So, there’s an agreement on nuclear weapons cuts. Is that such a step of major importance today, when the once-terrifying prospect of all-out nuclear war between the Soviet Union and the United States is of far less concern in the public mind (and rightly so, I think) than a stray North Korean or Iranian missile? Since the fall of Communism, disarmament has become a ritualistic ballet that mainly flatters the Russian ego because it makes Russia feel like a fellow superpower. (The cuts benefit Russia in other ways as well; its nuclear arsenal is badly in need of an upgrade, and the country can ill afford a new arms race.) Has Obama agreed to link stratetgic arms reductions to the issue of missile shield installations in Eastern Europe? Obama says no (and his chief Russia advisor, Michael McFaul, says no even more emphatically); Medvedev seems to think he has, because discussions of “defensive weapons” are to be included in the talks. There’s also a statement about “cooperation” on missile defense. Whether any of this is meaningful remains to be seen. Russian policy expert Dmitry Trenin of the Carnegie Moscow Center writes that the way out of the impasse is for the U.S. to agree to a joint missile defense with Russia, a decicion from which Trenin says “the U.S. has little to lose” even if it ultimately doesn’t work out. The problem is that, as Trenin admits, Moscow does not want a joint ABM defense system if the U.S. also proceeds with missile shield installations in Eastern Europe. Dead end.
There is a deal to allow the transit of U.S. weapons and military personnel across Russian territory (and airspace) to Afghanistan to help the U.S. and NATO military effort there. As Russian military analyst Alexander Golts notes (Russian-language link), “While Moscow presented this as a concession, in reality it is obvious that the Americans’ war effort in Afghanistan ensures Russia’s security.” Golts believes that this deal was the only useful part of the Obama-Medvedev talks, otherwise no more meaningful than (in his colorful metaphor) the chatter of extras on a movie set who must maintain the background noise of conversation.
There was, however, an interesting reference to Georgia. Continue reading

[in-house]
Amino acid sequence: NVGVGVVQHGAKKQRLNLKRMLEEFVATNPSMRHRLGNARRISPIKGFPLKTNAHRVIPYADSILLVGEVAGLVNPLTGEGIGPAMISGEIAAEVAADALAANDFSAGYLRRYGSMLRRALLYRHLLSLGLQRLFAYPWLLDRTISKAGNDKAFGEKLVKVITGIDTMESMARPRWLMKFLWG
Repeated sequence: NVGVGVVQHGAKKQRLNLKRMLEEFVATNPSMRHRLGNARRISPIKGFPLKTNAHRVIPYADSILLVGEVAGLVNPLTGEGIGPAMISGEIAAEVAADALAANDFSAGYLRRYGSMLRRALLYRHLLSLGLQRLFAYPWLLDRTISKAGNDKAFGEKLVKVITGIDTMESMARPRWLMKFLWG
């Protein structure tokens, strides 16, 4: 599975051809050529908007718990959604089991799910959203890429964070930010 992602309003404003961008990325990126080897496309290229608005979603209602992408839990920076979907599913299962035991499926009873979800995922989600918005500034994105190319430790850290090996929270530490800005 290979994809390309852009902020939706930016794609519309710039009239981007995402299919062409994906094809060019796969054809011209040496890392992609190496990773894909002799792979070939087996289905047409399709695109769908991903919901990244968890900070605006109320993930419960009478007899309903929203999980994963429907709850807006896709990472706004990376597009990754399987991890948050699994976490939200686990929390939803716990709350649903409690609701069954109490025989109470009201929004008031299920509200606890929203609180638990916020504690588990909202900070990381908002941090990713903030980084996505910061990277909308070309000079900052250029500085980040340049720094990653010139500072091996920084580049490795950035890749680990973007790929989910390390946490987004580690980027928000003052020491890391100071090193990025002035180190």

My article on Russia and the “realists,” partly a rejoinder to Anatol Lieven’s broadside against pro-Western Russian liberals in opposition to the current regime, appears in The Weekly Standard online.
The target of Lieven’s vitriolic screed, published in The National Interest online, is this Washington Post op-ed by four leading liberal Russian policy analysts — Lev Gudkov of the Levada Center (Russia’s leading independent polling firm), Igor Klyamkin of the Liberal Mission Foundation, Georgy Satarov of the Indem Foundation, and Lilia Shevtsova, a senior associate at the Carnegie Moscow Center. Actually, Lieven’s piece is not so much a screed as a smear. He outrageously distorts Shevtsova’s record with out-of-context quotes to suggest that she is callously oblivious to the welfare of common Russians and devoutly supportive of U.S. policy. In another passage I did not have the space to address in my article, he writes that “‘democracy’ as it was practiced under the Yeltsin administration [was] praised by some of the authors, and adds:
Georgy Satarov was, in fact, a top official in Yeltin’s political machine with direct responsibility for some of the undemocratic practices of that administration.
Satarov was an advisor to Yeltsin in 1994-97 and served as the President’s liaison to political parties. I have no idea whether he was personally involved in any “undemocratic practices”, but this sounds a lot like guilt by association. Particularly since Lieven does not see fit to mention that his main target, Shevtsova, has repeatedly said that the dismantling of Russia’s newborn democracy began under Yeltsin.
“Money quote” from my article:
Lieven finds something “a bit nauseating” in the allegedly knee-jerk pro-Western sympathies of Russian liberals. But that seems a much more fitting description for the actions of a Western pundit who, in the heat of debate, brands his Russian opponents enemies of their country–in a country where such a label poses real risks, not of prosecution but of “unofficial” harassment and even violence. (A Russian translation of Lieven’s article was promptly posted online.)